I said to an open-mouthed, wide-eyed sailor standing next to me, "Well, thank God, that's one that didn't get away. Do you ever wonder what happens after dark? Those babies are on 24-hour duty."

Turnaround time in Ulithi was brief -- twenty-four to thirty-six hours and sometimes less. The bright spot was the opportunity to take a small boat to a tiny island for a different replenishment. 'Mog-Mog, the Enchanted Isle of the Pacific' offered liquid refreshment.

"Hello, Harry," a college friend serving on another ship called out as I approached the bar. He said he'd been listening to armed forces radio and heard the song, "One Meat Ball" being dedicated to me by my fond crew.

At that time, it was a popular tune suggesting meals served were something less than adequate. Rather than filet mignon, the gallery, which was my responsibility, was serving one meat ball. Obviously, this was a humorous jibe; but I'd get even. For the next meal, two meat balls would be served.

The ENOLA GAY dropped an atomic bomb on Hiroshima the morning of August 6, 1945. Three days later, Nagasaki was bombed. On August 15, Cincpac issued an order "cease all offensive operations against Japan."

I was in the wardroom when I first heard of the bomb that struck Hiroshima. The radio message was unclear. No one knew what it was. It was first called a "sun bomb." After Nagasaki, the word "nuclear" was used.

All hands were elated and not surprised when Emperor Hirohito suggested the war stop. With "Operation White Horse," the invasion of Kyushu, scheduled next, all realized that both Americans and Japanese casualties would by far exceed the losses in Hiroshima and Nagasaki.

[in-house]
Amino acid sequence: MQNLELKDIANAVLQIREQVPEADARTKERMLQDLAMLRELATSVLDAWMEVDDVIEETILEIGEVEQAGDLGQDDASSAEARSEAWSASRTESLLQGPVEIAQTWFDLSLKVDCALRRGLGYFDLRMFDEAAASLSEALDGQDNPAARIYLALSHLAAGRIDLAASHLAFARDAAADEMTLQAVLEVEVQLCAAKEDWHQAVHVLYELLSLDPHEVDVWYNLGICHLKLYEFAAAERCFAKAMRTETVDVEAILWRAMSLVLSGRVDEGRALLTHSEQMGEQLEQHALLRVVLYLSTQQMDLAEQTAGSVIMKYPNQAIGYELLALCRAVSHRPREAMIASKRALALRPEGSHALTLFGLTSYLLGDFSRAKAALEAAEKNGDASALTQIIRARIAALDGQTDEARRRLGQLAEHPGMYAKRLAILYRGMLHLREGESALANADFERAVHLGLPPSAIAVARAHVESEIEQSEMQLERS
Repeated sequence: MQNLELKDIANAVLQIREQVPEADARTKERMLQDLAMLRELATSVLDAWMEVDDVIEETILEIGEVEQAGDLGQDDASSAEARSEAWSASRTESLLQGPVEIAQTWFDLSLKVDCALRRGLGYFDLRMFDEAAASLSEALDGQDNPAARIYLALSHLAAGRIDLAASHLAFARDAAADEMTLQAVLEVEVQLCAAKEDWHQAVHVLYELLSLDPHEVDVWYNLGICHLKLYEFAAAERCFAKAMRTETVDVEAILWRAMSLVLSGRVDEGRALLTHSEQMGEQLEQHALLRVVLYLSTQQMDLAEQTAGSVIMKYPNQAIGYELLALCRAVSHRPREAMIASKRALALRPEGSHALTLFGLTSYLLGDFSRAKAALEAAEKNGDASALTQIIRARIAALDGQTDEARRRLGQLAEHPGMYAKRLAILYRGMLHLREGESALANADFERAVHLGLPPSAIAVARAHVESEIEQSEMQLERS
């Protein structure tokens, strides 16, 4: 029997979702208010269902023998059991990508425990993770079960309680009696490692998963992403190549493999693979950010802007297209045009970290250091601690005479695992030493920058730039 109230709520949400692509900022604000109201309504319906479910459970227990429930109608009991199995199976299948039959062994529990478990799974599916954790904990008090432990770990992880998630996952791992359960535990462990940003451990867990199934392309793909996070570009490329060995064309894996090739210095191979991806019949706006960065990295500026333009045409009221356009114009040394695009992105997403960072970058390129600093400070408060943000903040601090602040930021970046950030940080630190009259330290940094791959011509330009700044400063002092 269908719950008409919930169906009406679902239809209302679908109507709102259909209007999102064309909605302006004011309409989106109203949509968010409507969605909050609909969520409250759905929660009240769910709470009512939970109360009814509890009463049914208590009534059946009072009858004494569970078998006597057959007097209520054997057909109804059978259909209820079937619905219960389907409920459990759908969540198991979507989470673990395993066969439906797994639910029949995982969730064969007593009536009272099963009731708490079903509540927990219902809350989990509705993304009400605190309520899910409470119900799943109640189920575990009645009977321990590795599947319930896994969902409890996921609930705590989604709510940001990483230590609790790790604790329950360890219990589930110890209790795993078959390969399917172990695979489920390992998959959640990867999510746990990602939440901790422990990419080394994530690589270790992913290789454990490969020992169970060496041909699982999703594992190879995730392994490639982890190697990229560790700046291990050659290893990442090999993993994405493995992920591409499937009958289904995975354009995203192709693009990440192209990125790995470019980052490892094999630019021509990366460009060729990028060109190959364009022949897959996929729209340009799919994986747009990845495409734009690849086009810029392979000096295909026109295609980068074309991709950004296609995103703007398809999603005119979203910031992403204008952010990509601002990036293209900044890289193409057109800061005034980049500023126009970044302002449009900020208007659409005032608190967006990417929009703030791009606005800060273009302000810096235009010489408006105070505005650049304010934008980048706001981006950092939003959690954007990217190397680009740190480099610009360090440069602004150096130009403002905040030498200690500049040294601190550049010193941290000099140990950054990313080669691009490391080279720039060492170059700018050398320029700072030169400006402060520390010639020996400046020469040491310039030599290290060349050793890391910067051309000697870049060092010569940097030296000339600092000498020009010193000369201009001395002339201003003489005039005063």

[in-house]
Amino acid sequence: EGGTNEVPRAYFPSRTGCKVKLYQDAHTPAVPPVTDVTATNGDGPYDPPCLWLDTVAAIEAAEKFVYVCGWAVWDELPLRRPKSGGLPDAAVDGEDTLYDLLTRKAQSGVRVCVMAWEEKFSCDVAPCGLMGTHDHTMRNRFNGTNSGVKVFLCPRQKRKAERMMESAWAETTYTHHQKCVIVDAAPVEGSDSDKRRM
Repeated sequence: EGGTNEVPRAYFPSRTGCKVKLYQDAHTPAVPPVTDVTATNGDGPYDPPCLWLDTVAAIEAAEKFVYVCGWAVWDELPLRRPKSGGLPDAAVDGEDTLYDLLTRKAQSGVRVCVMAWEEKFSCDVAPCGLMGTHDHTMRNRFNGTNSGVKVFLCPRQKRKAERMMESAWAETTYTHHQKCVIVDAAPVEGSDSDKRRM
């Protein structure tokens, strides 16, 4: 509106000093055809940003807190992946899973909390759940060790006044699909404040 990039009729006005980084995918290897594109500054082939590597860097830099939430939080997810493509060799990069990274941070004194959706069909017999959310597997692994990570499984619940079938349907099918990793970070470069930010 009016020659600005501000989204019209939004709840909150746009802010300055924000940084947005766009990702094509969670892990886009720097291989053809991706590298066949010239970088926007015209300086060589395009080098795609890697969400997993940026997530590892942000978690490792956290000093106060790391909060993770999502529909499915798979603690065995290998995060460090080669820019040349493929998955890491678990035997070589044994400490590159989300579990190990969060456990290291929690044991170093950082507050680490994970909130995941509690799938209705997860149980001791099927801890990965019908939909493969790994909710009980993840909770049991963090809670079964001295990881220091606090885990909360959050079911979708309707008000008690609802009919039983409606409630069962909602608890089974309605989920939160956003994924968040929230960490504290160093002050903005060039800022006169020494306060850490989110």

The CACAPON was less than one hundred miles east of Tokyo when Cincpac's order came. The commanding officer of our service group modified these instructions when he ordered, "If Japanese aircraft approach, shoot them down in friendship." No enemy aircraft approached.

My ship entered Tokyo Bay shortly after Japan's formal surrender on September 4 onboard the battleship MISSOURI. Later, a Japanese friend told me an amusing story. His father was a member of the delegation for the ceremony. He and his countrymen were dressed in formal morning attire, but he had no black shoes. These he borrowed from a friend and suffered much discomfort. Admiral Nimitz and General MacArthur, on the other hand, wore informal khakis with open shirts.

I had always thought of looters as the scum of the earth, but now I was one of them. With the war over and awaiting orders to return to the United States, I went ashore at the Japanese naval base at Yokosuka where there was a warehouse of naval supplies. I was too late to steal a sextant or a pair of binoculars - anything really worthwhile. Many others had gotten there first, but I did find a wardroom tablecloth and a sword used in formal naval functions. Neither a practical souvenir, but I did loot.